Since the year 2000, video game consoles have been banned in China. According to a new report, however, that is about to change. Video game consoles could soon be legal in the world's most populated country.
The South China Morning Post is reporting that the Chinese government is expected to reverse its 13-year video game console ban.
While video game console sales are prohibited, that doesn't mean it's been difficult to buy video game consoles in China. Game machines and new titles are openly sold in shops through the gray market. Last year, a Chinese home video game console was released, but was marketed as a home entertainment system and exercise device to sidestep the ban. The system ended up being a massive failure.
There's apparently a catch to ending the console ban: Hardware makers Sony, Nintendo, and Microsoft must manufacture their game machines in Shanghai. The government, of course, would need to approve the games and their content, a source told the South China Morning Post.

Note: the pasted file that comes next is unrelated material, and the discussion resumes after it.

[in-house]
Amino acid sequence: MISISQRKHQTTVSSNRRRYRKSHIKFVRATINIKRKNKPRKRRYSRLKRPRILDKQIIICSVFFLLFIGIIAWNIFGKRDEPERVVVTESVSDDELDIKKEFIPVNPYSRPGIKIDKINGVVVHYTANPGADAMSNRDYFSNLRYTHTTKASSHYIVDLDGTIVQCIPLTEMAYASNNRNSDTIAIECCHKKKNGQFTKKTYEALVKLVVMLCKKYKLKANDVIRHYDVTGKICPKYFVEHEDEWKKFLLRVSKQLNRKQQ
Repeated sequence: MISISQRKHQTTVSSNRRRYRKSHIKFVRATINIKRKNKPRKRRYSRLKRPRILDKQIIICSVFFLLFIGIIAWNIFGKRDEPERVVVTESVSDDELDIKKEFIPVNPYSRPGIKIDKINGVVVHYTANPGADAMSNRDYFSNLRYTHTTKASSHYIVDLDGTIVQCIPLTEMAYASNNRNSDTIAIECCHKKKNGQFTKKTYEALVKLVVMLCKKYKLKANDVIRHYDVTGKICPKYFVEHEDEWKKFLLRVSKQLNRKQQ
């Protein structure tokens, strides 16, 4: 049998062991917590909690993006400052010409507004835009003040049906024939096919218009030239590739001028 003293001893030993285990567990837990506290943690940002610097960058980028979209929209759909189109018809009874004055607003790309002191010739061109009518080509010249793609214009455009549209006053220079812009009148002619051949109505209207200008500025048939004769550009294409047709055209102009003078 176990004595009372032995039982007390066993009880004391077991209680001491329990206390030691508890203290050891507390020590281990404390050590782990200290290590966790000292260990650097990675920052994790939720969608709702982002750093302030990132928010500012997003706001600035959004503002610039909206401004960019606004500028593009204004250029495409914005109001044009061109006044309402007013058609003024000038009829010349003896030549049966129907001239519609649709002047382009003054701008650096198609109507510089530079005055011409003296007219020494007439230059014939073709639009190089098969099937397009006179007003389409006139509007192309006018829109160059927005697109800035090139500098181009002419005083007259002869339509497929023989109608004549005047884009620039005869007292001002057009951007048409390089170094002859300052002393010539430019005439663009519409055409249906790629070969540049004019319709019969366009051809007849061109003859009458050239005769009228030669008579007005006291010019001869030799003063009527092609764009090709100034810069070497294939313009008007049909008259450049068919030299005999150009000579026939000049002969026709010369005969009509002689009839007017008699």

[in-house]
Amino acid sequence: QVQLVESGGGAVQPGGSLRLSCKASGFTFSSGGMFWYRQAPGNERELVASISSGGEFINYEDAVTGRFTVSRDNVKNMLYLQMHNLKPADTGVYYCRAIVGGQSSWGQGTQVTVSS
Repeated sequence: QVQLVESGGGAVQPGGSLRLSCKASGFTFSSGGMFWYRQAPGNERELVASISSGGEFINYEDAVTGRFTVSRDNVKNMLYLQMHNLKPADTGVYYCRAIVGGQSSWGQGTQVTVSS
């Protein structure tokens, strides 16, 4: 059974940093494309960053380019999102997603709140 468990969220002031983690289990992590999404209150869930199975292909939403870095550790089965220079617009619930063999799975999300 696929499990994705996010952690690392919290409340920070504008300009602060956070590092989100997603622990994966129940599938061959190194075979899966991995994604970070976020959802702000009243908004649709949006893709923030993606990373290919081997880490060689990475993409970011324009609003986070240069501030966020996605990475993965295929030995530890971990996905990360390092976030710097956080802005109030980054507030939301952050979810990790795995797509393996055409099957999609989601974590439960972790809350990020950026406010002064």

Chinese government documents apparently say that foreign companies must register in the Shanghai free trade zone and get approval from "culture-related authorities", a source told SCMP. After doing so, the international companies can then sell their products domestically in China.
"The Shanghai Free Trade Zone's plan is strongly supported by Premier Li, who wants to improve China’s image as opening further to business under the new leadership (of Premier Li and President Xi Jinping)," another source told SCMP. "You may think lifting the game console ban is a small deal in the whole policy package for Shanghai, but it’s an interesting instance showing how China wants to open up to foreign investors."
There are problems, however, with the requirement to manufacture in Shanghai. The cost of living is higher than industrial centers like Henan or Shenzhen. It also might mean that the manufacturing costs are higher in Shanghai or that hardware companies, who already have manufacturing operations in the country, will need to create two separate production lines: One for China and one for the rest of the world. But with a market as big as China, surely the likes of Sony, Microsoft and Nintendo won't mind, will they?
Kotaku will update this post as more information becomes available.
Photos: Eric Jou | Kotaku
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